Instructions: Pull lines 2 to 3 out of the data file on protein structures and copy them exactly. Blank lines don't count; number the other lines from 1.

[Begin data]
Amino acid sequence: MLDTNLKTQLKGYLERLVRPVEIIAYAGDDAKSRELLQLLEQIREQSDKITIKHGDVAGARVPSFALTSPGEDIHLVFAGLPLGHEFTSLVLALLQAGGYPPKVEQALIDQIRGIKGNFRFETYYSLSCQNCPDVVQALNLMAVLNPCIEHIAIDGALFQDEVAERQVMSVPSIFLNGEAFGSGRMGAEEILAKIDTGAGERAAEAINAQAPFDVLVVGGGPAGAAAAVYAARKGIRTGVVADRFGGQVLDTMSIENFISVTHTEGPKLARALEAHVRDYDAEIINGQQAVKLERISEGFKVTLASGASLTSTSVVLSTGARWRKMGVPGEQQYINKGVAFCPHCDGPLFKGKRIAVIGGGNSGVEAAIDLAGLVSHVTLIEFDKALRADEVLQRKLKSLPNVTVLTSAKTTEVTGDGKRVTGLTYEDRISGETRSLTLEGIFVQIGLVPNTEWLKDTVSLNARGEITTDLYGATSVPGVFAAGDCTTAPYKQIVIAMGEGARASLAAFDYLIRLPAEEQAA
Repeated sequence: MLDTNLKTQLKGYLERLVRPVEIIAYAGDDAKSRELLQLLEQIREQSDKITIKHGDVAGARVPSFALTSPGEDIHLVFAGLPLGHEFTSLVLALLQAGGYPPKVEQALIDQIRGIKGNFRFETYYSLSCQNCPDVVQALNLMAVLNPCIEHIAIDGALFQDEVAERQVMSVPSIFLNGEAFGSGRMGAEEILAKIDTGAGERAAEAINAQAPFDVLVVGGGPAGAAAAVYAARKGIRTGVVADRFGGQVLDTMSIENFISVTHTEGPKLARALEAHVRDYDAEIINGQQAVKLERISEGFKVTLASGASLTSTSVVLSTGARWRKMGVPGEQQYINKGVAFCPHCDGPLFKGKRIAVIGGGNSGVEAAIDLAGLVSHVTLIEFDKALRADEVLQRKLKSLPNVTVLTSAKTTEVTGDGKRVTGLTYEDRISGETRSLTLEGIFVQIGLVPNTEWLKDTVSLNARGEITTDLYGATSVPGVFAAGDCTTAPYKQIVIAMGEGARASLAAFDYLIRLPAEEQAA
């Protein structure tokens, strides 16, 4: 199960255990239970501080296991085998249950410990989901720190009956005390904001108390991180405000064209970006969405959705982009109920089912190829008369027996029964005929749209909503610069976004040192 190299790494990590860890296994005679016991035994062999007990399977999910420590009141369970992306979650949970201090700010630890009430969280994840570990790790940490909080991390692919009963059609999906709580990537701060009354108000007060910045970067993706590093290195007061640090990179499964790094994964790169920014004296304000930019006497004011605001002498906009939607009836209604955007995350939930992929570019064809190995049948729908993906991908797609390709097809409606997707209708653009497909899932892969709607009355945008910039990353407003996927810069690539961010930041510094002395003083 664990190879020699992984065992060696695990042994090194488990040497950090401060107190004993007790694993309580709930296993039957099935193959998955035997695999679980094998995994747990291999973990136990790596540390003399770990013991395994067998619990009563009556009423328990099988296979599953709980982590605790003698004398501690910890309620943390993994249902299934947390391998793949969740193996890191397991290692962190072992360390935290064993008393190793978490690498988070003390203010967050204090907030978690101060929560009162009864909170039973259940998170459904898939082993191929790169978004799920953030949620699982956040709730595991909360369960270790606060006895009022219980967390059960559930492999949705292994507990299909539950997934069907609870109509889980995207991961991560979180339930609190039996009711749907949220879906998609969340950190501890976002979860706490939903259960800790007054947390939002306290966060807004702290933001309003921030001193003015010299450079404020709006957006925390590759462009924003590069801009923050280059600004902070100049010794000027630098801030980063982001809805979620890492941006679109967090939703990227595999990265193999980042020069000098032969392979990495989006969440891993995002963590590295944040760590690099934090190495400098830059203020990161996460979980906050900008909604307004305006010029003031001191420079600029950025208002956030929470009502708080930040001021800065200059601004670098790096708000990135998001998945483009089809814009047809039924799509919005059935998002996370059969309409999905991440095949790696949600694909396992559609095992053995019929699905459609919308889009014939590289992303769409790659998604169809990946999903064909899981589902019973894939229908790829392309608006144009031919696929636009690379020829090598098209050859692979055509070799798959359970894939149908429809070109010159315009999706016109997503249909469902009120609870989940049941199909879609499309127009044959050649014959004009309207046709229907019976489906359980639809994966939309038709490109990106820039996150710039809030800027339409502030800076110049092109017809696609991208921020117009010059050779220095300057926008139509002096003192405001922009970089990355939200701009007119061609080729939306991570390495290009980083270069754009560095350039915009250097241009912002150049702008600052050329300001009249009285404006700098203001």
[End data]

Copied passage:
Repeated sequence: MLDTNLKTQLKGYLERLVRPVEIIAYAGDDAKSRELLQLLEQIREQSDKITIKHGDVAGARVPSFALTSPGEDIHLVFAGLPLGHEFTSLVLALLQAGGYPPKVEQALIDQIRGIKGNFRFETYYSLSCQNCPDVVQALNLMAVLNPCIEHIAIDGALFQDEVAERQVMSVPSIFLNGEAFGSGRMGAEEILAKIDTGAGERAAEAINAQAPFDVLVVGGGPAGAAAAVYAARKGIRTGVVADRFGGQVLDTMSIENFISVTHTEGPKLARALEAHVRDYDAEIINGQQAVKLERISEGFKVTLASGASLTSTSVVLSTGARWRKMGVPGEQQYINKGVAFCPHCDGPLFKGKRIAVIGGGNSGVEAAIDLAGLVSHVTLIEFDKALRADEVLQRKLKSLPNVTVLTSAKTTEVTGDGKRVTGLTYEDRISGETRSLTLEGIFVQIGLVPNTEWLKDTVSLNARGEITTDLYGATSVPGVFAAGDCTTAPYKQIVIAMGEGARASLAAFDYLIRLPAEEQAA
């Protein structure tokens, strides 16, 4: 199960255990239970501080296991085998249950410990989901720190009956005390904001108390991180405000064209970006969405959705982009109920089912190829008369027996029964005929749209909503610069976004040192 190299790494990590860890296994005679016991035994062999007990399977999910420590009141369970992306979650949970201090700010630890009430969280994840570990790790940490909080991390692919009963059609999906709580990537701060009354108000007060910045970067993706590093290195007061640090990179499964790094994964790169920014004296304000930019006497004011605001002498906009939607009836209604955007995350939930992929570019064809190995049948729908993906991908797609390709097809409606997707209708653009497909899932892969709607009355945008910039990353407003996927810069690539961010930041510094002395003083 664990190879020699992984065992060696695990042994090194488990040497950090401060107190004993007790694993309580709930296993039957099935193959998955035997695999679980094998995994747990291999973990136990790596540390003399770990013991395994067998619990009563009556009423328990099988296979599953709980982590605790003698004398501690910890309620943390993994249902299934947390391998793949969740193996890191397991290692962190072992360390935290064993008393190793978490690498988070003390203010967050204090907030978690101060929560009162009864909170039973259940998170459904898939082993191929790169978004799920953030949620699982956040709730595991909360369960270790606060006895009022219980967390059960559930492999949705292994507990299909539950997934069907609870109509889980995207991961991560979180339930609190039996009711749907949220879906998609969340950190501890976002979860706490939903259960800790007054947390939002306290966060807004702290933001309003921030001193003015010299450079404020709006957006925390590759462009924003590069801009923050280059600004902070100049010794000027630098801030980063982001809805979620890492941006679109967090939703990227595999990265193999980042020069000098032969392979990495989006969440891993995002963590590295944040760590690099934090190495400098830059203020990161996460979980906050900008909604307004305006010029003031001191420079600029950025208002956030929470009502708080930040001021800065200059601004670098790096708000990135998001998945483009089809814009047809039924799509919005059935998002996370059969309409999905991440095949790696949600694909396992559609095992053995019929699905459609919308889009014939590289992303769409790659998604169809990946999903064909899981589902019973894939229908790829392309608006144009031919696929636009690379020829090598098209050859692979055509070799798959359970894939149908429809070109010159315009999706016109997503249909469902009120609870989940049941199909879609499309127009044959050649014959004009309207046709229907019976489906359980639809994966939309038709490109990106820039996150710039809030800027339409502030800076110049092109017809696609991208921020117009010059050779220095300057926008139509002096003192405001922009970089990355939200701009007119061609080729939306991570390495290009980083270069754009560095350039915009250097241009912002150049702008600052050329300001009249009285404006700098203001």